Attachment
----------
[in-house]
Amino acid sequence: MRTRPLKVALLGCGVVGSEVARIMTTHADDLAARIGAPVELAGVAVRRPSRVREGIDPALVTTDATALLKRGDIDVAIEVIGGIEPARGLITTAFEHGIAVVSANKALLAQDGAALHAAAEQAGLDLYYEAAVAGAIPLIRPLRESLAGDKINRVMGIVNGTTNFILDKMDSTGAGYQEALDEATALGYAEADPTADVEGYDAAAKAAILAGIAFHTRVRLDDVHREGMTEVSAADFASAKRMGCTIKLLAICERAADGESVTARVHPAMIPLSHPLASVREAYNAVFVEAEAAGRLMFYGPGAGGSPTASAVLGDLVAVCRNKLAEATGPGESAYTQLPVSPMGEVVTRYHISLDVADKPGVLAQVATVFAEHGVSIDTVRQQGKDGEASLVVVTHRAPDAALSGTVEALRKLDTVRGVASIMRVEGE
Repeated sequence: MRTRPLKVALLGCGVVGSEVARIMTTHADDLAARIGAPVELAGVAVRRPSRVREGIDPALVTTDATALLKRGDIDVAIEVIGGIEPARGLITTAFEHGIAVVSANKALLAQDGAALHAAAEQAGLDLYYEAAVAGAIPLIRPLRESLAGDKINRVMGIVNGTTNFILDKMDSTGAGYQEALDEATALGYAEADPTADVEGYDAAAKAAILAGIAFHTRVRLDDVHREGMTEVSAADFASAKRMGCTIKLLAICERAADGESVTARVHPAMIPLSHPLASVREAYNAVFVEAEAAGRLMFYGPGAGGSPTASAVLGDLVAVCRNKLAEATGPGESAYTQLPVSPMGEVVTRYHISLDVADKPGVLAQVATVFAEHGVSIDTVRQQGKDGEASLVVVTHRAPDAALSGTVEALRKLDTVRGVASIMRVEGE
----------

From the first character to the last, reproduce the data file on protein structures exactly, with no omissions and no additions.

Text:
[in-house]
Amino acid sequence: MRTRPLKVALLGCGVVGSEVARIMTTHADDLAARIGAPVELAGVAVRRPSRVREGIDPALVTTDATALLKRGDIDVAIEVIGGIEPARGLITTAFEHGIAVVSANKALLAQDGAALHAAAEQAGLDLYYEAAVAGAIPLIRPLRESLAGDKINRVMGIVNGTTNFILDKMDSTGAGYQEALDEATALGYAEADPTADVEGYDAAAKAAILAGIAFHTRVRLDDVHREGMTEVSAADFASAKRMGCTIKLLAICERAADGESVTARVHPAMIPLSHPLASVREAYNAVFVEAEAAGRLMFYGPGAGGSPTASAVLGDLVAVCRNKLAEATGPGESAYTQLPVSPMGEVVTRYHISLDVADKPGVLAQVATVFAEHGVSIDTVRQQGKDGEASLVVVTHRAPDAALSGTVEALRKLDTVRGVASIMRVEGE
Repeated sequence: MRTRPLKVALLGCGVVGSEVARIMTTHADDLAARIGAPVELAGVAVRRPSRVREGIDPALVTTDATALLKRGDIDVAIEVIGGIEPARGLITTAFEHGIAVVSANKALLAQDGAALHAAAEQAGLDLYYEAAVAGAIPLIRPLRESLAGDKINRVMGIVNGTTNFILDKMDSTGAGYQEALDEATALGYAEADPTADVEGYDAAAKAAILAGIAFHTRVRLDDVHREGMTEVSAADFASAKRMGCTIKLLAICERAADGESVTARVHPAMIPLSHPLASVREAYNAVFVEAEAAGRLMFYGPGAGGSPTASAVLGDLVAVCRNKLAEATGPGESAYTQLPVSPMGEVVTRYHISLDVADKPGVLAQVATVFAEHGVSIDTVRQQGKDGEASLVVVTHRAPDAALSGTVEALRKLDTVRGVASIMRVEGE